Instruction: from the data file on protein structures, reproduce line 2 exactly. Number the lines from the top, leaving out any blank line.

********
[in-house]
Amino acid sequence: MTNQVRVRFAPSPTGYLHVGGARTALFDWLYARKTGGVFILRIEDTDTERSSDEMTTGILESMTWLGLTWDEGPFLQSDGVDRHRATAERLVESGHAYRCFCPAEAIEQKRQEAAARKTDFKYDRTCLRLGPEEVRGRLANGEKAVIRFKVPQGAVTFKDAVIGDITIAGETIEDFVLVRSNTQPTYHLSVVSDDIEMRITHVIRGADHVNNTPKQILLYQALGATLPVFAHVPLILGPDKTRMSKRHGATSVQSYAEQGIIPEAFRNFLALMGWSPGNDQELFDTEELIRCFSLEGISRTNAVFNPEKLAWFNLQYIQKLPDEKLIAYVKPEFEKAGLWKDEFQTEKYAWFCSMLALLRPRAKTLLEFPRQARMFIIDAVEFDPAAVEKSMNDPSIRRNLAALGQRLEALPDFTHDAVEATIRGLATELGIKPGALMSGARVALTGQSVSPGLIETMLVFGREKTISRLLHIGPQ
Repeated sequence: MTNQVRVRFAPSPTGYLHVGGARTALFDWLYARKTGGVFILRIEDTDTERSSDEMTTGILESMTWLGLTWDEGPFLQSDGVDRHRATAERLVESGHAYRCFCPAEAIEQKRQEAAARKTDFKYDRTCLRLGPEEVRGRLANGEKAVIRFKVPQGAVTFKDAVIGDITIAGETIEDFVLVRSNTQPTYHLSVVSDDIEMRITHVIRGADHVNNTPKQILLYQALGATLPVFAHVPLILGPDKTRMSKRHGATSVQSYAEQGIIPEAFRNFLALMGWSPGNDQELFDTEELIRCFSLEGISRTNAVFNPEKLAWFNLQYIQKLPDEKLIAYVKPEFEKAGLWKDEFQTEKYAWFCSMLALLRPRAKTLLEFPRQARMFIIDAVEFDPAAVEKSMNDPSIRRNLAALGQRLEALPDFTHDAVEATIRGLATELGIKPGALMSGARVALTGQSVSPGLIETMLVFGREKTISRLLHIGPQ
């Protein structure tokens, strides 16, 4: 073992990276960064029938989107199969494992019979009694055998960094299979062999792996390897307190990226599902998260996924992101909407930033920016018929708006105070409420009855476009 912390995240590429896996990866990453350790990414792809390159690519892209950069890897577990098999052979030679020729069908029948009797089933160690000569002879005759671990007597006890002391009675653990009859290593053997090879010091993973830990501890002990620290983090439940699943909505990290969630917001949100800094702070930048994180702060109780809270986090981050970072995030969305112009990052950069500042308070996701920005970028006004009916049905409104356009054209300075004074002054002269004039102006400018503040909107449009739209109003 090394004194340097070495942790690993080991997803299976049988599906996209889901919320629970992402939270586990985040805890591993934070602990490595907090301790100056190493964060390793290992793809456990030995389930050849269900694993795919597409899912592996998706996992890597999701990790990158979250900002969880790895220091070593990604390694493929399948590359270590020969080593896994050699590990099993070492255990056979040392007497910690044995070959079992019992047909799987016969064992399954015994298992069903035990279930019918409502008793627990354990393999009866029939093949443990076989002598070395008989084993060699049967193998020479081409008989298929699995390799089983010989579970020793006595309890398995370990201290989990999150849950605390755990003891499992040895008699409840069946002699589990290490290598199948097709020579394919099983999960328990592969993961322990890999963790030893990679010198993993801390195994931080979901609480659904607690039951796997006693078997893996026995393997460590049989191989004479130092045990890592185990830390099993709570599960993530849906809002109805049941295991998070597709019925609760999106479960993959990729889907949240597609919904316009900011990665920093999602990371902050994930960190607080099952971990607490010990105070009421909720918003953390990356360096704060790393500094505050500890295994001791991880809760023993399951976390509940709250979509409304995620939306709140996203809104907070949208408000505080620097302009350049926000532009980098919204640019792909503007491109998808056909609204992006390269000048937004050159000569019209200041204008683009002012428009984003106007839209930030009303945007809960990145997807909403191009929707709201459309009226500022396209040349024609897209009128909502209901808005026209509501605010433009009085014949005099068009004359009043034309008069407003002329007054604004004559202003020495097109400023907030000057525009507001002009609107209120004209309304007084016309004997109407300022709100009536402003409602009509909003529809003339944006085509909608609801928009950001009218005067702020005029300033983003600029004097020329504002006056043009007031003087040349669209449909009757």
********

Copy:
Amino acid sequence: MTNQVRVRFAPSPTGYLHVGGARTALFDWLYARKTGGVFILRIEDTDTERSSDEMTTGILESMTWLGLTWDEGPFLQSDGVDRHRATAERLVESGHAYRCFCPAEAIEQKRQEAAARKTDFKYDRTCLRLGPEEVRGRLANGEKAVIRFKVPQGAVTFKDAVIGDITIAGETIEDFVLVRSNTQPTYHLSVVSDDIEMRITHVIRGADHVNNTPKQILLYQALGATLPVFAHVPLILGPDKTRMSKRHGATSVQSYAEQGIIPEAFRNFLALMGWSPGNDQELFDTEELIRCFSLEGISRTNAVFNPEKLAWFNLQYIQKLPDEKLIAYVKPEFEKAGLWKDEFQTEKYAWFCSMLALLRPRAKTLLEFPRQARMFIIDAVEFDPAAVEKSMNDPSIRRNLAALGQRLEALPDFTHDAVEATIRGLATELGIKPGALMSGARVALTGQSVSPGLIETMLVFGREKTISRLLHIGPQ